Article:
Don’t confuse the number of comments with the value of your posts, or how much your audience enjoys them. Sometimes your posts leave me thinking, and the deeper the thoughts they provoke, the less willing I am to toss those thoughts onto a public forum. So, I don’t even comment on some of your best (IMO) posts. The humor, I may enjoy immensely, but seldom have any more to add. How much can we discuss, “boy that was truer than we like to admit” about a parody? So, many may not comment because there are already 20 posts saying, “that was great!” While a discussion of polygamy will usually generate hundreds of comments because it is controversial, but safe because it is basically all theory as we don’t have to practice it , something now and painful such as the recent W&T post about the policy on child sexual abuse generates very few comments. But which is actually more relevant? There are more Mormon women sexually abused as children (statistically 1/3) than currently practicing polygamy by several million, but we all would much rather talk about polygamy. So, which is really more relevant and which is more commented on?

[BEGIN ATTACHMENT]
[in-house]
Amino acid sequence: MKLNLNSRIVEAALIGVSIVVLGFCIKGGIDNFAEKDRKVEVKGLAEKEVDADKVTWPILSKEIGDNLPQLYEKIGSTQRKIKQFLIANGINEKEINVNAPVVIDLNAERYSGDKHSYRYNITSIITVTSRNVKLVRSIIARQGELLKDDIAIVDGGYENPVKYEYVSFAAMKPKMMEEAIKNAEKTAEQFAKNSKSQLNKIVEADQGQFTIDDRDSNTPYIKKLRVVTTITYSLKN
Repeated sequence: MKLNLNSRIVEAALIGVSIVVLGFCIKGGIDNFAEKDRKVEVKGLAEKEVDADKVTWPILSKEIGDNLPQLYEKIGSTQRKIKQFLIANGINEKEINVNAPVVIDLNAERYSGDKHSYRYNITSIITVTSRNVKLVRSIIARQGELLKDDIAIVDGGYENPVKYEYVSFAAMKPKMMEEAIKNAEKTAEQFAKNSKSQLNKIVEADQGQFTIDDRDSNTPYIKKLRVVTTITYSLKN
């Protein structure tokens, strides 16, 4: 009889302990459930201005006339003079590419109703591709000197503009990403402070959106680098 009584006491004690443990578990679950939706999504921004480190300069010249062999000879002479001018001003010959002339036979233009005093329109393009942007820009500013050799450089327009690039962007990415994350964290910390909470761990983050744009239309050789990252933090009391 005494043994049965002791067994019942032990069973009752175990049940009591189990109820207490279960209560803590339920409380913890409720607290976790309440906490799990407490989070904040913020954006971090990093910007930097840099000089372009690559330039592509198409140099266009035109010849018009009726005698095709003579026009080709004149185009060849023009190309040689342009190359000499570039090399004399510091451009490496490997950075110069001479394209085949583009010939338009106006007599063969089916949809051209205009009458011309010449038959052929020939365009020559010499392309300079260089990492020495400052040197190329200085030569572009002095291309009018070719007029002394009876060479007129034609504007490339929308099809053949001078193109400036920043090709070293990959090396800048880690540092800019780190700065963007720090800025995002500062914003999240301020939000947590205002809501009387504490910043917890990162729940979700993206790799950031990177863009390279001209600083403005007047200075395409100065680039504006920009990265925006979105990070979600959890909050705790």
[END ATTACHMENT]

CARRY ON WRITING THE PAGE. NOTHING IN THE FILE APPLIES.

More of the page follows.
Thank you for your work and dedication to assisting conversations within our community.
Thanks all for the feedback. bwbarnett, yes, I do have a problem responding, but promises to do better as evidenced by this reply here! Eli, I’m going to take you up on that meeting! If you are in the SLC/Provo area, lets meet up next time I’m in Eagle Mountain visiting my daughter’s family, maybe this summer. Seems logical, no? Anna, Taiwan Mish, yes, the number of comments really doesn’t correspond to the quality or subject of the post, all it takes is a little disagreement between commenters and the numbers go way up!
I’m just minutes away from Eagle Mountain. My work schedule is rather irregular, and summer is fairly packed, but depending on how long you’re here, I’m reasonably confident we could make something work. Keep me posted!